Big acquisitions so often come in bunches. Sure, the timing is almost never deliberate; it just always seems to work that way. So am I surprised that a day after Oracle (NASDAQ:ORCL) and PeopleSoft (NASDAQ:PSFT) agreed to merge in a $10.3 billion deal, rumors surfaced that antivirus software maker Symantec (NASDAQ:SYMC) would acquire storage software supplier Veritas (NASDAQ:VRTS) for $13 billion? Nope.

In breaking the story The New York Times reported that the two have been in talks for more than a month and are nearing a deal. The Times also goes on to say how the deal would continue Symantec's trend of growing through acquisition. But I think there's more to it than that. After all, consider what Veritas does: It is the leader -- by a more than 20-point margin according to researcher IDC -- in software used to back up critical corporate data. In other words: Veritas keeps data safe, and Symantec secures computers.

The very fact that this deal is even being considered makes me wonder whether we're on the verge of redefining security and creating new opportunities for investors as a result. I mean, really, when it comes to networks, can't Cisco (NASDAQ:CSCO) or Juniper Networks (NASDAQ:JNPR) be security providers? Couldn't they program their routers to kill viruses as they transmit data? And what about savvy shopperEMC (NYSE:EMC)? The leader in the overall storage software category helps companies resurrect entire data infrastructures in the event of a disaster. Isn't that dealing in security?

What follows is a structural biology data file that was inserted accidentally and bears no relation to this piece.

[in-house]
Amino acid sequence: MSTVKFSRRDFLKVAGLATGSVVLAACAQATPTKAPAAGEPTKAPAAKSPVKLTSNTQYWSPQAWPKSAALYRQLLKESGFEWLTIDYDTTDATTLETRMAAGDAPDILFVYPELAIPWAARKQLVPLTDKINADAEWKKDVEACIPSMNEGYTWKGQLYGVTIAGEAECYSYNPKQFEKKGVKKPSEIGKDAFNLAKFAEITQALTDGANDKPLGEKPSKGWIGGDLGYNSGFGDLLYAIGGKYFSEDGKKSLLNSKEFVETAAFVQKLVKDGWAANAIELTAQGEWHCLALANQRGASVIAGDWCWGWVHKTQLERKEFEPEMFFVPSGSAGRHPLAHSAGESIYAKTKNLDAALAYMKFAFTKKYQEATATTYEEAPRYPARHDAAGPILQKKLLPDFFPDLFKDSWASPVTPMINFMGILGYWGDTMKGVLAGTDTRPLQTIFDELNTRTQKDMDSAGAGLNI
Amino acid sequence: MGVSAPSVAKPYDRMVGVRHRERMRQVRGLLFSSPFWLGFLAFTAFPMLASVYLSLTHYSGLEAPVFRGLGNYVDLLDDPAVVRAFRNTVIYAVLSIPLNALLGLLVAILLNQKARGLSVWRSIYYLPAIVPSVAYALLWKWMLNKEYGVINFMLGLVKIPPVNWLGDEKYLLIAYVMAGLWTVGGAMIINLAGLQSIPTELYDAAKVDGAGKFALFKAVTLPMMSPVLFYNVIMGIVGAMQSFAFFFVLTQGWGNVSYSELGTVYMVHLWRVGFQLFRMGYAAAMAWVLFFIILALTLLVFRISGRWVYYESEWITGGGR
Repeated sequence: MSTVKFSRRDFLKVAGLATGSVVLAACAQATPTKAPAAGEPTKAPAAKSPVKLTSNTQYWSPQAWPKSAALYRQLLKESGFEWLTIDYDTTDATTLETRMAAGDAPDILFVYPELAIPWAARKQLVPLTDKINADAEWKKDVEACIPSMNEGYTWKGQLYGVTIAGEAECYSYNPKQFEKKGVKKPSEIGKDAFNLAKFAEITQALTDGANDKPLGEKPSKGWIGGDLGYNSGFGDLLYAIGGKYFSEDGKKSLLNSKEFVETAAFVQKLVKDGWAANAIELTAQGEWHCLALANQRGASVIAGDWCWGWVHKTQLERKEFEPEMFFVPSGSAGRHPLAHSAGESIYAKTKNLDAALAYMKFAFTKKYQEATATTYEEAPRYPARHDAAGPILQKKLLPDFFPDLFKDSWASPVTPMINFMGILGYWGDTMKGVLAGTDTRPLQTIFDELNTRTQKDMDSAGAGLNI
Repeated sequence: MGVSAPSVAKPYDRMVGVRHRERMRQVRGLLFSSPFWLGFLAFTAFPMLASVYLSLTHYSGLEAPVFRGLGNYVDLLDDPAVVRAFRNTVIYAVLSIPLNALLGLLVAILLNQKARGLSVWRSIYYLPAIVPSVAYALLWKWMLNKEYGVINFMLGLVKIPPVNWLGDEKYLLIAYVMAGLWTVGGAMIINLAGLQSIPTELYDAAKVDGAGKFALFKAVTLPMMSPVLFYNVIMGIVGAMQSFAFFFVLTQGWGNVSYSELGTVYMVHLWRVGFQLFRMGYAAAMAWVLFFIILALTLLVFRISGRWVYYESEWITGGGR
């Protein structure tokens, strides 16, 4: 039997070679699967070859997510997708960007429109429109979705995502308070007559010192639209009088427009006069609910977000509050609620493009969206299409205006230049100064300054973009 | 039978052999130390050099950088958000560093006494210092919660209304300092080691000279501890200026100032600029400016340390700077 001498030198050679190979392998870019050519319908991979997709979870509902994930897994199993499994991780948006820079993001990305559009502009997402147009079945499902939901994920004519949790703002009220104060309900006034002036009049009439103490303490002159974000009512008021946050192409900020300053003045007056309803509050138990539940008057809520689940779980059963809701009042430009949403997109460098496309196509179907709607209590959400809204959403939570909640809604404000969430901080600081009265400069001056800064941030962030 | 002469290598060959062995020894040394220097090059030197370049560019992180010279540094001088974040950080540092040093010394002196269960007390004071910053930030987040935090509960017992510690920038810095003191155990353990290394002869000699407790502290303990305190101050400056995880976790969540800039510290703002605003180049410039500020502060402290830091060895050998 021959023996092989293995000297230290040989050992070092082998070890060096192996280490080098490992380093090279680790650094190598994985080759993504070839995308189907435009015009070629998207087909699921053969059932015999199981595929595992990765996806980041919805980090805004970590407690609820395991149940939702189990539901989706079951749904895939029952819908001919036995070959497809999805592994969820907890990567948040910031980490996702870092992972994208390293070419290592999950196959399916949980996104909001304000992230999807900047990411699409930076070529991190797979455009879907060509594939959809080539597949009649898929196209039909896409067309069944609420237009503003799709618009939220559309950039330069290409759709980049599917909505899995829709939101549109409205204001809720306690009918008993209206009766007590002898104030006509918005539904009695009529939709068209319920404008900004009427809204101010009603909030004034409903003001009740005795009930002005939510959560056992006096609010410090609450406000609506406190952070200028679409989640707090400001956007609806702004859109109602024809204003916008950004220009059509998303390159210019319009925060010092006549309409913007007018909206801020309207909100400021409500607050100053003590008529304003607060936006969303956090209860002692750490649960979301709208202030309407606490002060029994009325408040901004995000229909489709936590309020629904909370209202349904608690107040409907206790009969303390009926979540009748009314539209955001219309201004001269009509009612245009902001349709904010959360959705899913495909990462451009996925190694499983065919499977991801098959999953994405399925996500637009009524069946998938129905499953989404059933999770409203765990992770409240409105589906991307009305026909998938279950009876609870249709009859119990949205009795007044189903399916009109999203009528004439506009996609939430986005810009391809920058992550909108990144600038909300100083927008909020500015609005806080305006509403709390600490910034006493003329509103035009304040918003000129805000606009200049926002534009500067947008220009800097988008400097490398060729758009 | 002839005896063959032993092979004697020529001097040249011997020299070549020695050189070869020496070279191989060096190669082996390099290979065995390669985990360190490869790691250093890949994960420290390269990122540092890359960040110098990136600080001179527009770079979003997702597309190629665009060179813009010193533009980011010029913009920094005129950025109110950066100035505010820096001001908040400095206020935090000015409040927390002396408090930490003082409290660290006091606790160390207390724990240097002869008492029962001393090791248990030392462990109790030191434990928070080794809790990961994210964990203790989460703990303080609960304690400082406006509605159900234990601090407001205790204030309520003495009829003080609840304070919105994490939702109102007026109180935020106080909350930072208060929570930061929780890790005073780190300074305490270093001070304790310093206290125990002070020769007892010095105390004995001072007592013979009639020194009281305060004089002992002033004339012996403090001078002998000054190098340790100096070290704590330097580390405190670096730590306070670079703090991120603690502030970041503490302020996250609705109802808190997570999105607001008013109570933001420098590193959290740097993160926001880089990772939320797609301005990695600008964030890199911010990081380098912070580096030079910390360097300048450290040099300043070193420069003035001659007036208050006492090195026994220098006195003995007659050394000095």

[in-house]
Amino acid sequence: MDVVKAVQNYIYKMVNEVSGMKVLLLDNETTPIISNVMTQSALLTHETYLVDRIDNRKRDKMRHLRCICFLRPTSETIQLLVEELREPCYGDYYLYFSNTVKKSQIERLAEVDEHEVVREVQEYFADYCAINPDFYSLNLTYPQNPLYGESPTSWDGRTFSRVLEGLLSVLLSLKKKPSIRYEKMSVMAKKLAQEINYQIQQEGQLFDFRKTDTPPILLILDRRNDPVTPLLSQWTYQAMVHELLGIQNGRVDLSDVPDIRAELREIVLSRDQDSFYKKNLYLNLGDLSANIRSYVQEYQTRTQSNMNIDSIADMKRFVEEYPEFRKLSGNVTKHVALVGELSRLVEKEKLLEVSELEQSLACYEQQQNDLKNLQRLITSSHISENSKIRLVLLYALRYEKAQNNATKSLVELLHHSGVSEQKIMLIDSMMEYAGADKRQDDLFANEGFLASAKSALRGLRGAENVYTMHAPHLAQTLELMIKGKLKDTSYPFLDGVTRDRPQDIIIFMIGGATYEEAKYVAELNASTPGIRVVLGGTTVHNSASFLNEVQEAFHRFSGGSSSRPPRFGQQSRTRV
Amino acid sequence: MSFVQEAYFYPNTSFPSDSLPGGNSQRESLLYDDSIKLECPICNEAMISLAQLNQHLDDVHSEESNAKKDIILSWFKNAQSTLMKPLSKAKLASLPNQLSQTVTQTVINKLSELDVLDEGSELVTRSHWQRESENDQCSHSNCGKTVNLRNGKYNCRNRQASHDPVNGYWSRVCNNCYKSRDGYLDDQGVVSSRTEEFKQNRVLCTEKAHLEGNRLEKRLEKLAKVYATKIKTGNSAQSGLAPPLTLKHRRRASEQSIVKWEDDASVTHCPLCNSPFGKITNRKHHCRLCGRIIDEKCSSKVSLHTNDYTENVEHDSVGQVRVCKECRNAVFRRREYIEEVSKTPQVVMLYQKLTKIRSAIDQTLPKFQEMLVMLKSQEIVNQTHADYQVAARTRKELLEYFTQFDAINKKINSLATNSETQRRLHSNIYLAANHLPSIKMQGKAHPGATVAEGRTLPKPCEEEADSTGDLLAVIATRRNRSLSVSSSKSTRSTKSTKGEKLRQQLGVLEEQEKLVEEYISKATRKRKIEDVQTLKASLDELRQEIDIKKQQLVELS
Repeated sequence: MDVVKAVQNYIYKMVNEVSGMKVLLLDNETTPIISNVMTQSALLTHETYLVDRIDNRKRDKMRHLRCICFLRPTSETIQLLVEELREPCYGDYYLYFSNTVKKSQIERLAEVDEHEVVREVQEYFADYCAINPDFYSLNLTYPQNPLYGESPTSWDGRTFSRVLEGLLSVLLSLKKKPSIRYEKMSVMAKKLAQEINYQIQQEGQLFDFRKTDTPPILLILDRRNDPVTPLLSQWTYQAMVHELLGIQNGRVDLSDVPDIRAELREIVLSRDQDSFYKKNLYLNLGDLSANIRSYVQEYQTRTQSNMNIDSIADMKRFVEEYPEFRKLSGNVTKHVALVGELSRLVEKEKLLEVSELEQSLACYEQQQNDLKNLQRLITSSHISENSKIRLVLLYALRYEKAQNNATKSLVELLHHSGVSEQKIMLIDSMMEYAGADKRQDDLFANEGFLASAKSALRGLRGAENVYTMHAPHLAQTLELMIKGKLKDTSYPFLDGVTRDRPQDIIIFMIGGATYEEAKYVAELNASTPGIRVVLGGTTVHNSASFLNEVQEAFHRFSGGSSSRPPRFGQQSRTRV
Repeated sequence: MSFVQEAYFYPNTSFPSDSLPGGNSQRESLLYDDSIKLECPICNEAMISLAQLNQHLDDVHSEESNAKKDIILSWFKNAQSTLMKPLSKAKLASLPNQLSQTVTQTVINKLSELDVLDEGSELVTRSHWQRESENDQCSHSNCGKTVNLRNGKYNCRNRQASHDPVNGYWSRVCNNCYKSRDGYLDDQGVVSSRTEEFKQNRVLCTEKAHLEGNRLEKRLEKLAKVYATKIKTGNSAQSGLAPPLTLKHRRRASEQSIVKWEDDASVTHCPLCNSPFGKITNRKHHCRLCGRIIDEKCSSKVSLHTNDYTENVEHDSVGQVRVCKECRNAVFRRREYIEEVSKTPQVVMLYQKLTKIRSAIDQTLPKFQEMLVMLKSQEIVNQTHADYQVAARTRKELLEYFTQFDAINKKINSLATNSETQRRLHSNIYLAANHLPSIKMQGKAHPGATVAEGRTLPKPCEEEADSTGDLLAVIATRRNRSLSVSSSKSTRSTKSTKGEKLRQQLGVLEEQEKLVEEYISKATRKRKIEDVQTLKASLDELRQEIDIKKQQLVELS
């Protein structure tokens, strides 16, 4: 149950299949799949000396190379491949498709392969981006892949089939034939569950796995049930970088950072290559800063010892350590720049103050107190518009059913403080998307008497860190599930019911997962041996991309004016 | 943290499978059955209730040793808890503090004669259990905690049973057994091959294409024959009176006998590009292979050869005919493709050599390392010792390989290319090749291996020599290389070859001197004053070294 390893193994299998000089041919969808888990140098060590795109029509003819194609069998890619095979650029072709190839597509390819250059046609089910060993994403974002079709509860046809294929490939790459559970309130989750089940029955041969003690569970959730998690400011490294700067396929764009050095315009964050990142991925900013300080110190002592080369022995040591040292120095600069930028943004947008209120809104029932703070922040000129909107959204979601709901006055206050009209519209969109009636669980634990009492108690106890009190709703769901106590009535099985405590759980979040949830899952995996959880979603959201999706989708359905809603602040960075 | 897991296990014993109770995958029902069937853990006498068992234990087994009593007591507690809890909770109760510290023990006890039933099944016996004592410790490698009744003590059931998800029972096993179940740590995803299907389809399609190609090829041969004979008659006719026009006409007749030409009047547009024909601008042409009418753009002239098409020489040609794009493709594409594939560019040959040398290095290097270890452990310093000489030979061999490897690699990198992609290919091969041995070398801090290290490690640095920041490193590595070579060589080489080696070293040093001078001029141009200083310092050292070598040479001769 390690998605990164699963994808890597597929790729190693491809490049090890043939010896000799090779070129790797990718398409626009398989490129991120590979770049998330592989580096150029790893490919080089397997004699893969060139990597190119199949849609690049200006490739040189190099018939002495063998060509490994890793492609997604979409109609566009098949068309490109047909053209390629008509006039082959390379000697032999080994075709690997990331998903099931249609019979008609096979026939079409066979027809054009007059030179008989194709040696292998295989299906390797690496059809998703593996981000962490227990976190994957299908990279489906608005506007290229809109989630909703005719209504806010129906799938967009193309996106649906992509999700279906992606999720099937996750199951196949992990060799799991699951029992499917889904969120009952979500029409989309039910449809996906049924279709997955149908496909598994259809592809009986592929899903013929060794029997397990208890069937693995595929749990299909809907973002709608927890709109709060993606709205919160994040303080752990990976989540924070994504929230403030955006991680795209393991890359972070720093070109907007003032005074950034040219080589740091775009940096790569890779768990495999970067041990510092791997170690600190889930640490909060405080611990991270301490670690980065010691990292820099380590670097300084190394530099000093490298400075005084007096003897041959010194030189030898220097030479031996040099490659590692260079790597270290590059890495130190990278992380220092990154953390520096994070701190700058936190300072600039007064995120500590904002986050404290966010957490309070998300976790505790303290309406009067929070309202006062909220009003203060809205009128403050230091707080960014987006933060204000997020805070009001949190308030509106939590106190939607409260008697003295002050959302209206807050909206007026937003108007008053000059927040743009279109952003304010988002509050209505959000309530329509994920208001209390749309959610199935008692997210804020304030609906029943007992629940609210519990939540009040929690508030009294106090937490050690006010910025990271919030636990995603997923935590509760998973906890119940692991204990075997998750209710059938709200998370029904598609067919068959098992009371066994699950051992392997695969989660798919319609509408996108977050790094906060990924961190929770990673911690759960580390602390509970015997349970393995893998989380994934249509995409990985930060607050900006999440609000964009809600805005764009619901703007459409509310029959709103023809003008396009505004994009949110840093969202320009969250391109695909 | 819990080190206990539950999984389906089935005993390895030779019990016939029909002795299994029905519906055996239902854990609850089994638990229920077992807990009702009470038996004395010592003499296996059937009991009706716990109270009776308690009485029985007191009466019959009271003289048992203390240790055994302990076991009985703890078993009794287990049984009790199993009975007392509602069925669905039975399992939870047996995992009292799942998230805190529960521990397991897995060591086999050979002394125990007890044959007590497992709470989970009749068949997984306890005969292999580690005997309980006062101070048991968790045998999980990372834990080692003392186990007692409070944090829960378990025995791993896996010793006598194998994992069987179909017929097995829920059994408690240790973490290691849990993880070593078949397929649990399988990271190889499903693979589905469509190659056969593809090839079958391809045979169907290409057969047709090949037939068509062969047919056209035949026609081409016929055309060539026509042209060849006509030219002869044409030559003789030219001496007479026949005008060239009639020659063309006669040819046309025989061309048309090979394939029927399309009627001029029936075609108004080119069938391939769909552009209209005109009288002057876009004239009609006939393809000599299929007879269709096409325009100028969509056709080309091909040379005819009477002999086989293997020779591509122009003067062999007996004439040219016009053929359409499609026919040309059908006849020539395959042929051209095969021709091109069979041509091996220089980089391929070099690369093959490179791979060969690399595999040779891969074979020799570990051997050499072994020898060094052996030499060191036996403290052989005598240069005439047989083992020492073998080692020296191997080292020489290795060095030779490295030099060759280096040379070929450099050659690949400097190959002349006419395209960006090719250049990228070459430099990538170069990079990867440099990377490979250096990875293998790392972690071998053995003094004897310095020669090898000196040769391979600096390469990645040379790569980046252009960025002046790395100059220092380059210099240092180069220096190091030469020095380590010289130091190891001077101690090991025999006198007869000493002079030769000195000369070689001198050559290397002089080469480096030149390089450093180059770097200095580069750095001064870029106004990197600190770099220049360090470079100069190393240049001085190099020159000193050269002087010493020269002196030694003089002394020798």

That's not to say there aren't reasons to question a deal in which Symantec could issue $13 billion in stock to acquire what had been a struggling company. In fact, investors are doing just that this morning. Symantec's shares are down more than 11% as I write. Veritas investors, on the other hand, are treating the rumor as the $13 billion Christmas gift it could be, lifting the stock by more than 9% in morning trading.

Still, Fools should give Symantec credit for thinking big. After all, that's what Rule Breaker investing is all about. As for us Rule Breaker wannabes, the question that remains isn't really what happens to either company if the deal goes through but rather what happens to the industries each participates in. In thinking about how they may be reshaped, the alert investor may find more than one unexpected present for his portfolio.

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Fool contributor Tim Beyers uses a Mac and a box of Kleenex to avoid computer viruses. Don't ask. Tim has no ownership interest in any of the companies mentioned. To check out his portfolio and get a peek at his other habits check out his Fool profile, which is here.